Revere Montessori Preschool’s New Playscape Makes the Outdoors Come Alive

 

 

 

 

 

 

 

 

 

A trickling stream, a birdwatching wall, and a stage filled with musical instruments are but a few of the dreamy features of the Revere Montessori Preschool’s new outdoor playscape. Created to take advantage of the existing playground and surrounding topography, the outdoor space beckons both children and teachers to go out and explore. Esther Tiechtel, the school’s Director, says attention was paid to even the smallest detail to encourage learning. “The goal was to create a natural setting that would help with gross motor skills and imaginative play. A concrete artist created a creek that winds downhill to watch the water flow, there are tiny blue stones that look like sea glass, everything was considered.”

The project was designed and managed by Corye Nelson of Creative Construction Concepts. According to Tiechtel and her teachers, Corye’s previous experience as an early childhood educator, most recently at The Temple, was an asset when it came to creating the right environment. Debra Turciano, one of the teachers, says she was particularly happy with Nelson’s process, which included checking in with the students first. “The first thing she did was engage the children. She invited them to sit in a circle and talk about what they wanted for the playground, and then had them draw pictures. I knew right then it was going to be a special place because of Corye’s background.”

Using words like “magical,” and “enchanting,” Turciano says the space has added another resource for lesson planning and learning. “It’s just opened up so many possibilities to utilize the outdoors. We can study physics, properties of matter, density, and gravity. We can celebrate holidays and lifecycle events outside, too.” The space also offers new opportunities for gross motor development. Devora Davidson, mother of two-year-old Charlotte, says she has seen a big improvement in her daughter’s skills. “She had some developmental delays and wasn’t walking when she started preschool. But after spending some time in the new space, she was encouraged to learn to stand better and now she’s walking,” she says. Davidson says being able to be outside more has also been good for her daughter’s social development. “When she sees the other kids out playing, she wants to be included, too. During the COVID19 pandemic, she’s spent so much time with just us, this is giving her a chance to be around other people and to grow in a social way.”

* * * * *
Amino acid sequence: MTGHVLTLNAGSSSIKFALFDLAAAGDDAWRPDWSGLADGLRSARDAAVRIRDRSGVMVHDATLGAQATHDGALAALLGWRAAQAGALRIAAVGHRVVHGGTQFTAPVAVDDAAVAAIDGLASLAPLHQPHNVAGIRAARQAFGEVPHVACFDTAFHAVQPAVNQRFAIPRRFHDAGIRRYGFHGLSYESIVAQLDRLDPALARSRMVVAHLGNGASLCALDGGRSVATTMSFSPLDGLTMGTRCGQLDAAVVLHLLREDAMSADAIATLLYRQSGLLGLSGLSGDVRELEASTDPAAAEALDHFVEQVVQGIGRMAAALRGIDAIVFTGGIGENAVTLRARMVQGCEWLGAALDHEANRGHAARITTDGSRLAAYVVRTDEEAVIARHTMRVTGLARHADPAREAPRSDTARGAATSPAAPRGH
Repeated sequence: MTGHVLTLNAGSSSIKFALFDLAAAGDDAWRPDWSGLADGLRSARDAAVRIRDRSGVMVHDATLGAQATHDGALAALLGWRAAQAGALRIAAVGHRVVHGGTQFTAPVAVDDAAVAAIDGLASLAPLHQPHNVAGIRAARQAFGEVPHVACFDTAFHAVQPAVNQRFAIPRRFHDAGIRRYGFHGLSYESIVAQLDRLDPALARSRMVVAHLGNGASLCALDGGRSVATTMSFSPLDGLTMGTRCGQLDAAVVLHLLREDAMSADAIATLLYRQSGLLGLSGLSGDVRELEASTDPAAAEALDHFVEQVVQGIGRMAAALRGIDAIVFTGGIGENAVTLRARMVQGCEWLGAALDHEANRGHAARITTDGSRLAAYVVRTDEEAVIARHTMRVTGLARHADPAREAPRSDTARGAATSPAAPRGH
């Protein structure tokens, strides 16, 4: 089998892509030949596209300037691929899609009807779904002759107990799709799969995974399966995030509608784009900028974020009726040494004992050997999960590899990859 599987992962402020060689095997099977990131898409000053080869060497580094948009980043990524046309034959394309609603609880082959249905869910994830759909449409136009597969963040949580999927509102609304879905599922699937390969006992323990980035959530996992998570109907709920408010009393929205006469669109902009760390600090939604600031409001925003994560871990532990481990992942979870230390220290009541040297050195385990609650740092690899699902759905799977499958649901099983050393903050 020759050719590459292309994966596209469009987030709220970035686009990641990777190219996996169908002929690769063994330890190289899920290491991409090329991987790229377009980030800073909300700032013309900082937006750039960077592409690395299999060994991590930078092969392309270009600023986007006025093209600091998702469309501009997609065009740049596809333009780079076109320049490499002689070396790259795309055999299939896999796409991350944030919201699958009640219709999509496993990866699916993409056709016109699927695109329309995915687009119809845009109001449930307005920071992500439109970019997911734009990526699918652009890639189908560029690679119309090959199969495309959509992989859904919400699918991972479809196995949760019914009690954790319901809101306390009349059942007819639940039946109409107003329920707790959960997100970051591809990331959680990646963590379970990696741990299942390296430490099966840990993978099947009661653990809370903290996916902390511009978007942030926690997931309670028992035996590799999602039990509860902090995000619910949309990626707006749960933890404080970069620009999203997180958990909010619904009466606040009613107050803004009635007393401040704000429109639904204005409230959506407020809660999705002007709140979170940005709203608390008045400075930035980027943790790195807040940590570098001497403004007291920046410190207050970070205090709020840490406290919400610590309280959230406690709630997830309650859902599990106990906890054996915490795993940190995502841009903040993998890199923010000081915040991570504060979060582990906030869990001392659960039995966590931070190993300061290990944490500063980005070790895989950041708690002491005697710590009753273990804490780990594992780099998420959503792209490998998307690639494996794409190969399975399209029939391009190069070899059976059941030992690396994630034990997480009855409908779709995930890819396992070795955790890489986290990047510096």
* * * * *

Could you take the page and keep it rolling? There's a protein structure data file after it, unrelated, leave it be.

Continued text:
Nelson says in approaching the project there were a few problems to be solved with the space, namely the lack of shade and some drainage issues. The result is a massive pergola that now soars over the space, which can even be used for non-school events like dinners and guest speakers. The sand box has a large sail that also provides shade while in use and becomes a cover when the children are absent. Turciano says the design is helpful in engaging the teachers, too. “Before there was no shade and no place for teachers to sit while they interact with the kids. No every station has appropriate seating and it’s more comfortable.” As in her previous design work for The Temple Preschool’s playscape, Nelson says attention to detail is key in creating a space that will last for a long time. “It’s important for teachers who work with the very youngest children to be intentional about the space, to be proactive.”

As the seasons begin to change, and the days become cooler and the landscape transitions, there will be new things to discover in the outdoor playscape. The gardening center, now full of fall blooms and vegetables, will soon be sparser, allowing for a different experience with outdoor play. Turciano says that, too, is part of the plan. “We are helping children become solution seekers. When the garden looks different, the grounds are different, how will they work with the space in a new way?” And thankfully, as changes to the space become necessary, Nelson will not be too far away. “She keeps visiting us and checking in,” says Turciano, “With her help, we can learn new ways to adapt to the changing seasons.” And school Director, Esther Tiechtel says she is grateful to the anonymous donor who provided funds for the project, and the many parents who continue to contribute. “We’re just thrilled with how it all turned out and excited that the timing was finally right for this playscape.”

 

 

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